Education experts have been sounding the alarm for more students to go into STEM fields: science, technology, engineering and math. But some researchers suggest the STEM crisis is just a myth. Anthony Carnevale of The Georgetown University Center on Education and the Workforce, tells host Michel Martin which side is right.
It's MORNING EDITION, from NPR News. Good morning. I'm Steve Inskeep.
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And I'm David Greene. Huge challenges remain ahead - that's what President Obama said over the weekend about the historic deal the U.S. and its allies reached with Iran. Those huge challenges might be the only thing everyone in this situation agrees on.
Lots of studies have shown that cigarette smoke isn't good for a fetus. So many pregnant women use nicotine gum or skin patches or inhalers to help them stay away from cigarettes.
A few years ago, Megan Stern became one of those women. "I smoked heavily for the first seven weeks of my pregnancy because I didn't know I was pregnant," she says. "It was an accidental pregnancy, and I found out while I was in the emergency room for another issue."
This is WEEKEND EDITION from NPR News. I'm Rachel Martin.
In a diplomatic breakthrough, Iran has agreed to temporary limits on its nuclear program. In exchange, the U.S. and its allies have agreed to relax some of their crippling economic sanctions on Iran. The six-month agreement is designed to buy time to negotiate a more lasting deal that would prevent Iran from developing nuclear weapons. It's already drawn a skeptical response in Israel and from some lawmakers here at home.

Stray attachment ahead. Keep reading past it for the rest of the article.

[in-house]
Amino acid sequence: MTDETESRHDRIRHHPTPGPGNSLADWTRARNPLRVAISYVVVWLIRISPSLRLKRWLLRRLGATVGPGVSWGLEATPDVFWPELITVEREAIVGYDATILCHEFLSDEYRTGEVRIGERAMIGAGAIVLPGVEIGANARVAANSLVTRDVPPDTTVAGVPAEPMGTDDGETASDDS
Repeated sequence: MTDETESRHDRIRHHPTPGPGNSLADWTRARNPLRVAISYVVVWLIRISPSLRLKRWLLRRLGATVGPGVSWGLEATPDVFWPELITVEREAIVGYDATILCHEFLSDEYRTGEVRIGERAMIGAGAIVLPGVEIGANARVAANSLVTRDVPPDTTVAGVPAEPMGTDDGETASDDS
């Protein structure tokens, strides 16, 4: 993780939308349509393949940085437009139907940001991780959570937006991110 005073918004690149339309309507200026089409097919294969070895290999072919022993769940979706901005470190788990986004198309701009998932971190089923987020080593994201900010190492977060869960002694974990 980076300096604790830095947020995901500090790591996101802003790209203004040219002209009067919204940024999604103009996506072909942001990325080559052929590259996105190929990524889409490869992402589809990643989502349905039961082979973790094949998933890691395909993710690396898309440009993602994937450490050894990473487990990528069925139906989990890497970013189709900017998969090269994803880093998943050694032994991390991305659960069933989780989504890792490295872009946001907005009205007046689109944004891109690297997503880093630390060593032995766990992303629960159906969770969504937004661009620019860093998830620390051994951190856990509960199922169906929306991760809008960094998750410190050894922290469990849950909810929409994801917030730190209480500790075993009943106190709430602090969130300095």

Outside the giant river otter exhibit at the Los Angeles Zoo, 5-year-old Emily checks out the sights while her baby sister lounges in a canopy-covered wagon.
The girls' aunt, Maggie Hathaway, is among a growing number of parents and caregivers who are rolling their kids around in wagons instead of strollers. "Sea World, or the fair — anywhere where ... the little one wants to lay down," she says.
This week, JPMorgan Chase agreed to a $13 billion settlement with the Justice Department over the sale of faulty mortgage securities that led to the financial crisis. It's the largest settlement with a single company in U.S. history.
From that settlement, $4 billion must go to help the millions of families who saw the values of their homes plummet and who still struggle to keep up with mortgage payments.